My heart broke when we see how the rigorous restrictions slowly but surely start to erode lives. As Satrapi puts it:
The regime had understood that one person leaving her house while asking herself:
Are my trousers long enough?’
Is my veil in place?’
Can my make-up be seen?’
Are they going to whip me?’
No longer asks herself:
Where is my freedom of thought?’
Where is my freedom of speech?’
My life, is it livable?’
What’s going on in the political prisons?
When Marjane is sent to Europe to protect her from the regime and the war, she ends in Austria. her parents thought she’d live with relatives, but the wife of her uncle doesn’t want an additional burden in the house, so she’s sent to a Catholic convent where she lives with nuns at first. Lost in a country so different form her home, with little understanding of German, she is lost. She finds friends at school but they are far from perfect people a vulnerable teenager should spend time with. Some use her to bring them drugs (mostly pot, but still – this is the 80’s), and she’s soon one of those people at school. She does graduate, but her life hits some pretty hard hurdles. I believe she was most happy when she lived with a bunch of homosexual men – they treated her with respect, themselves being victims of prejudice and hostility. Austria then was far less open to emigrants and refugees. They had to accept quite a few of them when war in former Yugoslavia broke out.
I hope we’ve learned better. At least something is being done in the EU now to make life easier for refugees. Italy, Spain, and Greece may be the entry points, but they usually scatter to a select number of countries. The situation today isn’t much different from the one in Persepolis. Middle East is still a conflict zone and when one conflict gets settled, a number of new ones break out. We’ve got Syria, Iraq, Afghanistan, with Egypt and Libia on the brink of conflict, not to mention the escalating violence in Gaza. I just don’t get it sometimes. It’s so meaningless – this need for violence just doesn’t make sense. I can only feel the fragility of peace. I may live in the EU but that is not a guarantee for lasting peace.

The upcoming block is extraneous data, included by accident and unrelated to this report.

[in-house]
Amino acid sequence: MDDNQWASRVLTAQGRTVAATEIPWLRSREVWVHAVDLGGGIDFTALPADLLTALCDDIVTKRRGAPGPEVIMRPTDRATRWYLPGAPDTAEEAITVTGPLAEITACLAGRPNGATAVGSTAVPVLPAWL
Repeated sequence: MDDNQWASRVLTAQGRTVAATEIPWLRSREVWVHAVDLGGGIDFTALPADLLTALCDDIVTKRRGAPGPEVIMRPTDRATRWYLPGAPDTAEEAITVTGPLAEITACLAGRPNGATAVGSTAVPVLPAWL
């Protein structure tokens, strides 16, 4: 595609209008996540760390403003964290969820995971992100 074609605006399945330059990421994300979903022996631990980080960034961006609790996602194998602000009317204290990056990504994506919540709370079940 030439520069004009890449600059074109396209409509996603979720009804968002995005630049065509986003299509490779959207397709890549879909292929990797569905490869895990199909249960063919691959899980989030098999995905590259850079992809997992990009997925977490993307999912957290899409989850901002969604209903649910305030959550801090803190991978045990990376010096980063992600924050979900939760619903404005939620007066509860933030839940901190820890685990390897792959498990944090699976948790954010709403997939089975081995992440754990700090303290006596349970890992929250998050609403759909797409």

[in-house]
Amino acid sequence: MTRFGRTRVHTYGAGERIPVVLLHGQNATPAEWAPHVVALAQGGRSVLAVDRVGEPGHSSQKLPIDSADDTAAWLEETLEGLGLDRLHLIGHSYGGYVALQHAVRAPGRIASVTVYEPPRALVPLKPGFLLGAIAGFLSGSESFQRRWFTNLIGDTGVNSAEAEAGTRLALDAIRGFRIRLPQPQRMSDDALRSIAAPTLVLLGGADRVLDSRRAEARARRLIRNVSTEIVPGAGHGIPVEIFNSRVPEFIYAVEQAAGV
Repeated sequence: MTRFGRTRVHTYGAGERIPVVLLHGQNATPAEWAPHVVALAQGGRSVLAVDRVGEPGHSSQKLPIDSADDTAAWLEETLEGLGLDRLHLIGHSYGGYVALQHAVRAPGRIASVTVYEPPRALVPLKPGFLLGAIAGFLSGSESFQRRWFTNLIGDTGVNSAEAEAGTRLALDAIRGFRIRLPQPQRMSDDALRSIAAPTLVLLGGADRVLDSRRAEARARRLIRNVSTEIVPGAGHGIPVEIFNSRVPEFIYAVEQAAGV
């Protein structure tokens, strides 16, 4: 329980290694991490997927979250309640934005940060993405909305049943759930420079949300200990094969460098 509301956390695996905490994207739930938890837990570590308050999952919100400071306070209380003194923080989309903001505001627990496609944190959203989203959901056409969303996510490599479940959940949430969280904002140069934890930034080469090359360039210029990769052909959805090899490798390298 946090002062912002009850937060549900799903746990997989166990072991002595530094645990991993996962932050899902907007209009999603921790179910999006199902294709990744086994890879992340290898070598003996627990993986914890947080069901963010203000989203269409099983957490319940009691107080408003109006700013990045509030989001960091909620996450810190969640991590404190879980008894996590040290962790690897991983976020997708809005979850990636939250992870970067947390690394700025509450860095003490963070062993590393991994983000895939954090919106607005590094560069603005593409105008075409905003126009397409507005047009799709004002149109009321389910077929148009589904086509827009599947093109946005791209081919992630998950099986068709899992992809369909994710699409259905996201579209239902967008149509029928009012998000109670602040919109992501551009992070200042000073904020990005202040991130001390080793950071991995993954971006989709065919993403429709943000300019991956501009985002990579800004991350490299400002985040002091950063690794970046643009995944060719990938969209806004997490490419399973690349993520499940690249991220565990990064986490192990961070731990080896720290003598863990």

Now we hear of fighters from Europe joining the slaughter in Iraq and Syria. France is right to take away their right to travel abroad. It may go against freedoms we believe sacrosanct, but it is far better than to do nothing and watch young, deluded, fanatical people join the massacres there. How could we honestly say we wish for peace in the Middle East when we were to let them go there? Sometimes people behave like these countries are their own personal playground where they can live out their darkest fantasies. And that is just sick. Haven’t they suffered enough?
Persepolis should be given to those who think killing is fun. The way Sartrapi describes the conscription of teenagers into the army and the way civilians suffered during the Iran-Iraq war should wake them up. War breaks apart societies, it breaks the spirit of a nation. When you think the world is just looking on and doing nothing to help, your faith in humanity breaks all the faster. The media may be propagating fear of Muslims amongst the West, but that is no way to live our lives. We’re only fellow human beings and we all deserve the right to live in peace and let others live in peace.
When we’re afraid, we lose all sense of analysis and reflection. Our fear paralyzes us. Besides, fear has always been the driving force behind all dictators’ repression.